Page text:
But this is not the true meaning of old age. That the will should lose its hold on things and on tasks generally, and that the hands be left free, should bring about a wider perspective in which that final thing, that real thing should become luminous. Out of that new condition grows a new form of belief. The danger in which aging men and women find themselves is that of capitulating to transitoriness, of having no more future, of living in their memories, of giving in to an existence which is ever more growing empty, of clinging to the fortuitous, of growing weak and tyrannical and at the same time powerless and helpless. The same danger threatens the irreligious life. There is a kind of skepticism possible only to the old -- the cynicism of hopelessness which also affects their faith. It is the attitude in which mutability has conquered. In it nothingness rules. Death of body and heart has assumed spiritual form.
In direct opposition to this attitude stands the true faith of old age. It has cast aside the dreamy aloofness of childhood, renounced the endless demands of youth; it has experienced the transitory and seen how fleeting is human life, how questionable its works and its ways. Ever-changing life takes a new turn. Something final, something real has come through. At first it appears to be life itself, or, as we say half humorously, half wryly, life as it really is. But behind that looms something else -- eternity. Beyond the mere drifting toward the end lies nothingness, dark, empty horror. To save themselves from it the old grasp at the nearest thing, this special food, that particular armchair, their bank account, their having the last word at home. But nothingness is not eternity. Before eternity stands death, but eternity itself is pure reality, endless fulfillment. To be sure it must continually be won anew through courage and struggle. But, the conquest made, there comes into existence a breath, a quietness, a clarity of a new kind.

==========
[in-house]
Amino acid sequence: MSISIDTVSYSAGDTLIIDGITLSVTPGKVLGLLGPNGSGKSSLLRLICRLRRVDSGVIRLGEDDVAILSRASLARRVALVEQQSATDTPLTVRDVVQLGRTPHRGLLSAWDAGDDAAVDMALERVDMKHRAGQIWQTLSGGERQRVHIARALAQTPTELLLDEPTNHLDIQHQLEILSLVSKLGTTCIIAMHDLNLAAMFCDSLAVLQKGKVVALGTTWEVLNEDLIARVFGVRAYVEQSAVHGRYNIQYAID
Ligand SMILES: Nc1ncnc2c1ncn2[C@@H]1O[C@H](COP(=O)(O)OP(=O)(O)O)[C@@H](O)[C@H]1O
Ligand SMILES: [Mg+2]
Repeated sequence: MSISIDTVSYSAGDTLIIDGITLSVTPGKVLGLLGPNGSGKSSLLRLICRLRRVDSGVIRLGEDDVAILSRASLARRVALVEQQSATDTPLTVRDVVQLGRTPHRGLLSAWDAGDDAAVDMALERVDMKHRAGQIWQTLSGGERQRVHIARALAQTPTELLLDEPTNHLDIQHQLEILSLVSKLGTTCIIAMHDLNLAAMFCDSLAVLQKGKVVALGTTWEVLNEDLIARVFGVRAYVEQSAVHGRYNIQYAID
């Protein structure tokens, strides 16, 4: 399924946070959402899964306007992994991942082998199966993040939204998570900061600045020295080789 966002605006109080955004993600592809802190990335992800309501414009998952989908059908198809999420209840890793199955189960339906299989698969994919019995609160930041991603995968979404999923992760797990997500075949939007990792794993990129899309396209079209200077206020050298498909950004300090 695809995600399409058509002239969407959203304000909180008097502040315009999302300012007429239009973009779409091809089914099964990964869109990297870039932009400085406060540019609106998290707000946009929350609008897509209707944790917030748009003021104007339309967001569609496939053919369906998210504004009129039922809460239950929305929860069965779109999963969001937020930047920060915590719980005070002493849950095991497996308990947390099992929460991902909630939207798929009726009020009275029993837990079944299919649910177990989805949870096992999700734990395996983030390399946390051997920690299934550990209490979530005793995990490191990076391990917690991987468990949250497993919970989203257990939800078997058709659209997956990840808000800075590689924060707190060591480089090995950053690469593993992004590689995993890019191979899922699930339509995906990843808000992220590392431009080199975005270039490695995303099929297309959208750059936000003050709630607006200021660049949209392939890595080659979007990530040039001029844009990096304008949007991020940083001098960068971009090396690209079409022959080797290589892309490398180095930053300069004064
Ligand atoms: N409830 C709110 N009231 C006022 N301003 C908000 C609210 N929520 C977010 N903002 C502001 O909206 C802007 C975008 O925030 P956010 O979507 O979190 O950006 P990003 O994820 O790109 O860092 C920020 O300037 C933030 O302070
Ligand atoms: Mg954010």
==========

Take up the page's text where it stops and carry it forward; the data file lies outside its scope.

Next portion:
This struggle presses on into wisdom. Wisdom is insight into things as they are, and is acquired only when one is near the end. It cannot be taught; each must learn it for himself or herself through their own folly and out of the bitterness of their own end. It is the understanding of the relationship of the particular to the whole, and this understanding is achieved only when the whole comes into view -- that is to say, at the end. It is the sense of what is important and unimportant, of proportion, of what is ultimately rewarding, and it is to be gained only when it is too late to change anything, but when there is still time for forgiveness, for contrition and for leaving everything in God's hands. Of this nature is the true faith of old people. Their attitude grows very simple, one might almost say childlike. Childishness is the ugly form of something which can be very beautiful. Second, childhood, like first childhood, feels that all is one, that everything is under protection, that all will be well. Such faith is broad, understanding, tolerant. It is experience to the fullest -- when it has humor in it. It is a wonderful thing, the humor of a religious person who carries everything into the boundless love of God, including the inadequate, the strange, the queer; who hopes for a solution when reason and effort can do no more, and who discerns a purpose where earnestness and zeal have long since given up hope of finding one.